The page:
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Imposter syndrome gnawed at my stomach as I stepped through the sliding doors of the Terraces of Baycrest. A room full of people whose parents were Jewish Holocaust survivors awaited. Would they accept me?

A dozen folks filled a small boardroom, some my age, some younger, some older, sipping coffee. Paula, the group coordinator, introduced me. “Really? You didn’t know your mother was a survivor?” A younger woman passed me a plate of rugelach. “Eat and talk,” she said.

We talked about our parents. One woman called her mother 12 times a day. Another woman cried as she described finding out her father had a wife and kids who perished in the Holocaust.  A 40-ish man nodded, saying his mother had lost a son in the camps, and named him after the lost child. “Do you know what I have to live up to?” he asked. My gut twisted. To a person, they fretted about their parents as much as their parents had fretted over them. “Why are you here?” Paula asked. Truthfully, I answered. “I want to understand my mother.” I fit right in.

From its roots in 1918 when it was the Toronto Jewish Old Folks’ Home at 29 Cecil Street in downtown Toronto, Baycrest had grown to include a hospital and research facility at 3560 Bathurst Street. By the time I got there in the 1990s, it had served Toronto’s Jewish community – including a large population of survivors – for decades.

I read a manual about caring for aging Holocaust survivors from cover to cover, learning that survivors never had an opportunity to mourn their losses. Internalizing these emotions could cause stress and moodiness. That explained my mother’s emotional ups and downs. I also learned about survivor guilt; often those who survived felt guilty for those who did not. Why should she have survived when so others, perhaps more worthy – like her family – had not? With deteriorating health came new challenges; it was important to speak in their first language. I spoke mostly Polski to my mother, and she appreciated it. Once I mentioned the group to her, and she raised an eyebrow. “Don’t believe everything you hear,” she said.

A couple of years later, I took a job as staff writer and photographer at the Baycrest Foundation.  Immediately, I was adopted by an entire department of Jewish mothers. “How could you not know?” I heard over and over again. A few people were nonplussed by my gentile first name, so I replaced my small Magen David necklace with a bigger, fancier one. Someone asked me where I had been hidden. “Etobicoke?” seemed the appropriate response.

The biggest Jewish mother of them all was an Orthodox fellow named Howard, who couldn’t get enough of my story. He was dark, clean-cut, and intense, with expressive brown eyes. “How could your anti-semitic father marry your mother?” he asked. It was the $64,000 question! Whenever I hit a brick wall, I went to Howard. “Why is everyone donating in weird numbers like $18?” He would patiently explain that in Jewish the number 18 was lucky since it was represented by the Hebrew letter chai, meaning “life.” What was a “balabusta?” An exceptional homemaker. How could coffee and chocolate be kosher? The way it was made and stored, under the supervision of a mashgiach.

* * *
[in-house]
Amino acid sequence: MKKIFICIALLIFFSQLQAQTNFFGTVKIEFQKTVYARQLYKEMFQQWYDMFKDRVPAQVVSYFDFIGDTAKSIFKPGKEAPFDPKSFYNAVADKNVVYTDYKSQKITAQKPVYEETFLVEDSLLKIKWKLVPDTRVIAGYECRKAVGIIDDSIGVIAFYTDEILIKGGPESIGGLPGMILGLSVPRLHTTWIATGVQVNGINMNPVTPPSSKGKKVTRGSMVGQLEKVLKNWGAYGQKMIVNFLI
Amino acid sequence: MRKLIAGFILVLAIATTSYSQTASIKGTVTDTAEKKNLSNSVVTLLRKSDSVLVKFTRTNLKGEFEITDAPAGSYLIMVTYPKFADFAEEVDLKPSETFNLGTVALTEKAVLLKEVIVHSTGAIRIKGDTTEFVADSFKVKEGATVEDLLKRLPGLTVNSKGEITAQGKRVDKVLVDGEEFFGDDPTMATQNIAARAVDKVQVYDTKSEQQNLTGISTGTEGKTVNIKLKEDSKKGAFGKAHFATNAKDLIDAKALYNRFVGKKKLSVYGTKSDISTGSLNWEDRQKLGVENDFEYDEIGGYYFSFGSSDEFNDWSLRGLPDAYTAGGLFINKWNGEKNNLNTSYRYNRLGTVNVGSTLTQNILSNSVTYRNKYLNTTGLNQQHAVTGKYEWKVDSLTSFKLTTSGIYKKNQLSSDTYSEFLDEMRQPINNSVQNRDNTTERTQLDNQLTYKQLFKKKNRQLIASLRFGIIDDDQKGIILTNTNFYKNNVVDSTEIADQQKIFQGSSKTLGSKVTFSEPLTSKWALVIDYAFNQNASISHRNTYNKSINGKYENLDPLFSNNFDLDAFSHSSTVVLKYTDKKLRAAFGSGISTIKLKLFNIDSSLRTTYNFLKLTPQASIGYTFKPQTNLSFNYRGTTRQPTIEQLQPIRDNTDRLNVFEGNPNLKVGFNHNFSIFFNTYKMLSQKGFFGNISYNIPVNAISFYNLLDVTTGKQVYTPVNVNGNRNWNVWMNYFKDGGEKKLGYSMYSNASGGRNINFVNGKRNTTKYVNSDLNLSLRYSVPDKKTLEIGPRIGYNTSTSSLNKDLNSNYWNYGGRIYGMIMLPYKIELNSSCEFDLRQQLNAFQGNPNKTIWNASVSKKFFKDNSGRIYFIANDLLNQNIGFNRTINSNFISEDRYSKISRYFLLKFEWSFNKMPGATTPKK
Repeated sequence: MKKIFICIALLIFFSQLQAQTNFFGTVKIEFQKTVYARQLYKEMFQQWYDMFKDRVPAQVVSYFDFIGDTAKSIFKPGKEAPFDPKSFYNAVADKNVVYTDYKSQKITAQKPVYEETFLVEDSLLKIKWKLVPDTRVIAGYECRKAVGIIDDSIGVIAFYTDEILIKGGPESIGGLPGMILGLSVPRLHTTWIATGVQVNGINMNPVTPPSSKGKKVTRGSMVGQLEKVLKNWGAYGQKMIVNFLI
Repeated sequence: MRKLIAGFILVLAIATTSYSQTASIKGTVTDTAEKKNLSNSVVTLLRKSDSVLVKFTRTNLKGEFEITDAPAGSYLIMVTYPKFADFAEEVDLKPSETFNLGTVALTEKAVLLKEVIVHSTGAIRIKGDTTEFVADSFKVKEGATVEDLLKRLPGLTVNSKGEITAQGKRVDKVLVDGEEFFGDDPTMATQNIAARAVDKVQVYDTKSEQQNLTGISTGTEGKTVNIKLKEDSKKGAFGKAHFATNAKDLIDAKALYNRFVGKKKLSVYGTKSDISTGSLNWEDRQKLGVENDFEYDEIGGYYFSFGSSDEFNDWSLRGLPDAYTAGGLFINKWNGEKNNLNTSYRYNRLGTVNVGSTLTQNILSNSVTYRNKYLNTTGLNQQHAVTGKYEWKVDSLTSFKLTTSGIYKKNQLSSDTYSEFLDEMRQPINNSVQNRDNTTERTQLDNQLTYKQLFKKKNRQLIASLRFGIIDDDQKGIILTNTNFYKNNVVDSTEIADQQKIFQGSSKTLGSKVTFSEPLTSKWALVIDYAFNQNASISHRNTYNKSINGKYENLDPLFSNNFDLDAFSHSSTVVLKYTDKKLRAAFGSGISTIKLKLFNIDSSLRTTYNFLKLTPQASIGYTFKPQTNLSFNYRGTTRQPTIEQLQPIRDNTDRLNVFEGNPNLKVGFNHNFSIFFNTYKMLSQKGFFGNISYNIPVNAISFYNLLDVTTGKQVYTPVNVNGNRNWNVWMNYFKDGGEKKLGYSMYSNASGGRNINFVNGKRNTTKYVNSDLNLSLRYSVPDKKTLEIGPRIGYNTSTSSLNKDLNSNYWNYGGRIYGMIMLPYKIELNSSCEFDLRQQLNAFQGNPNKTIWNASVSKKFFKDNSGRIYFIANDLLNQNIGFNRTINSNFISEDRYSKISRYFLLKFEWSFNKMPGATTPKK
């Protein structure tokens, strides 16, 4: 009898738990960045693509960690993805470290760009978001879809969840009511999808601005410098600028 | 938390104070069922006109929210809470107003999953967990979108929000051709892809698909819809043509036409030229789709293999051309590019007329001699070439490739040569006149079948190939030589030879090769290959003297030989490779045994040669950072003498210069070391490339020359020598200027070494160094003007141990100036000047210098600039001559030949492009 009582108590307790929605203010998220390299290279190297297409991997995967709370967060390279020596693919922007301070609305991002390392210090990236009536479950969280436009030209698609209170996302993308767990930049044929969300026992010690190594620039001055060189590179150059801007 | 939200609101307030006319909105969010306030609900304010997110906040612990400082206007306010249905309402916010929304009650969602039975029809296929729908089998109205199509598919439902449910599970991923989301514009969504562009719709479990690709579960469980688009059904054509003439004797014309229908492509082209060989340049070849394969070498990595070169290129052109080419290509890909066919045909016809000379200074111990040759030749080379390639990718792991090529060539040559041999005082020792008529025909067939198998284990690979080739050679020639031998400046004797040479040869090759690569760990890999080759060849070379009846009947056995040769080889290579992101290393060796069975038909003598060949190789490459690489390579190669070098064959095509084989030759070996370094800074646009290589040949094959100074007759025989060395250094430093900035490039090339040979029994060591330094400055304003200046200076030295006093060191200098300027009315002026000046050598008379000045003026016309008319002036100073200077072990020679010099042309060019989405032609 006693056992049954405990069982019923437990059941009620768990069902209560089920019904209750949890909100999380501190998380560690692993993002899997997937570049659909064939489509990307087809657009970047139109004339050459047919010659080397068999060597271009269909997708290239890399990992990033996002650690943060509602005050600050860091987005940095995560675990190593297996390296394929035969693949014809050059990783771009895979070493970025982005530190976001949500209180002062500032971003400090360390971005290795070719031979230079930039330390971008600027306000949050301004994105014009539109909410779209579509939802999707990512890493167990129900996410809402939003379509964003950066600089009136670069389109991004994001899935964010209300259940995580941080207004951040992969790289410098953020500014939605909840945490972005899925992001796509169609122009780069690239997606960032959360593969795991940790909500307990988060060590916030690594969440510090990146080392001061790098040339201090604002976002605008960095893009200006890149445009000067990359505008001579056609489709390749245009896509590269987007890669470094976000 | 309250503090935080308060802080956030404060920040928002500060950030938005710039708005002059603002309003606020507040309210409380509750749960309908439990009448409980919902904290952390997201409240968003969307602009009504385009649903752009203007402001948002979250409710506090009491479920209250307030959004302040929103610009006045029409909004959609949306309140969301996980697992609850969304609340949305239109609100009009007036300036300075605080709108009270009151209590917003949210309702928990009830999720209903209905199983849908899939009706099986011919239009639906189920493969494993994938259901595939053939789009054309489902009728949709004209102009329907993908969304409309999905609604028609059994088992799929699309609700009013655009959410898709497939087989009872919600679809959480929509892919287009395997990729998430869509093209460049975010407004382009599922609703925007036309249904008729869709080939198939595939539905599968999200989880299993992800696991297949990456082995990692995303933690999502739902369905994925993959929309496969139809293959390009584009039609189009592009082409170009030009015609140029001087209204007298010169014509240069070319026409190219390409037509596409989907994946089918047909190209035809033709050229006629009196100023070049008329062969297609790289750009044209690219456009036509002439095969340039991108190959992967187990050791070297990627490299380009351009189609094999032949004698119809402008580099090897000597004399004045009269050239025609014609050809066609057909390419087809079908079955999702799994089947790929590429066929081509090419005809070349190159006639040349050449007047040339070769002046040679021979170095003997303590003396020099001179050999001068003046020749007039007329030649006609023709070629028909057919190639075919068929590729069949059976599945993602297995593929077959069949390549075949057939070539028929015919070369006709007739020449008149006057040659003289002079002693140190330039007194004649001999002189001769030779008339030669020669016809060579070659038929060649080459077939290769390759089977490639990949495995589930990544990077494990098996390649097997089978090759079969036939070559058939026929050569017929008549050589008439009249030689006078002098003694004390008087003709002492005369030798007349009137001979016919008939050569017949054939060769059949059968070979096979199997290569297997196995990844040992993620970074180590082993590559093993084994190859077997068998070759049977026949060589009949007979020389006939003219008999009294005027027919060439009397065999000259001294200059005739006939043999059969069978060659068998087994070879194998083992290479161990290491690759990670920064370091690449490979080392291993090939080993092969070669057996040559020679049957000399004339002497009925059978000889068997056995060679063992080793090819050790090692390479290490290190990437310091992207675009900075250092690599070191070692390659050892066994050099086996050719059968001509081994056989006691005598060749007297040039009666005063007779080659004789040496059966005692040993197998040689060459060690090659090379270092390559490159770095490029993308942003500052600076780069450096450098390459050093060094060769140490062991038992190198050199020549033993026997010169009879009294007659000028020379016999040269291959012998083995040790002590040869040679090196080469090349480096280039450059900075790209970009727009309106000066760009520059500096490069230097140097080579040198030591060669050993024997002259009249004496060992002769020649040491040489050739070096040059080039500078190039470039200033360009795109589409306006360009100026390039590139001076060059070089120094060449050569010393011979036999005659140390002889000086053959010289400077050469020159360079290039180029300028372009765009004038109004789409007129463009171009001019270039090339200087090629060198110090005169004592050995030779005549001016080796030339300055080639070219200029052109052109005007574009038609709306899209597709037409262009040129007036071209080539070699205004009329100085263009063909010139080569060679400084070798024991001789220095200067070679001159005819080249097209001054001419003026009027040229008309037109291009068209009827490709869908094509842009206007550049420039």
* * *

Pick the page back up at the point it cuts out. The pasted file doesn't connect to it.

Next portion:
Baycrest was a glatt kosher facility, with mezuzahs on every door, even my office. As religious as I am not, it gave me a strange feeling of comfort. Every Friday, there was a “Cafe Europa” luncheon for survivors in the Posluns auditorium.  Groups of elderly Jews would gather around elegant tables laden with kosher cuisine while being entertained by klezmer groups and Yiddish singers, socializing, even dancing. How I wished my mother could attend.

“The biggest Jewish mother of them all was an Orthodox fellow named Howard, who couldn’t get enough of my story.”

The Foundation calendar was packed with fund-raising events. I would take my camera and notebook, milling around the donors, who dutifully posed and provided quotes. My favourite assignments involved meeting Holocaust survivors and writing about their stories. The most memorable was Chana. On her 100th birthday, I went to her tiny apartment, where she lived on her own. We spoke Polski, and sipped tea. Chana told me how she was first cousins with Wladyslaw Szpilman, of “The Pianist” fame. After surviving Auschwitz, she discovered both her husband and son had also made it through. Excited, they made plans to reunite, but her son was tragically shot in a post-war pogrom. Soon after, her husband died. Her grief was palpable, so many years later. We talked some more about music, and I asked Chana if she still played the piano. She burst into tears. “They shot my son when he was next to the piano,” she wept. “I can’t bear to be near one.”

I felt my heart flip over and gently exited. Once in my car, I sobbed my eyes out. I heard many more survivor stories at Baycrest, but this one affected me the most. How cruel, to have hopes and dreams crushed time and again.

If there was one thing I learned at Baycrest, my alma mater, it was that there was no profound truth to be gleaned from the Holocaust. It was a senseless abomination that should never have happened. But Judaism is a different matter. It is a living thing. You can follow traditions, celebrate holidays, say prayers, keep kosher – or not – and there’s always something new. And that’s what I’m still learning about my faith and myself.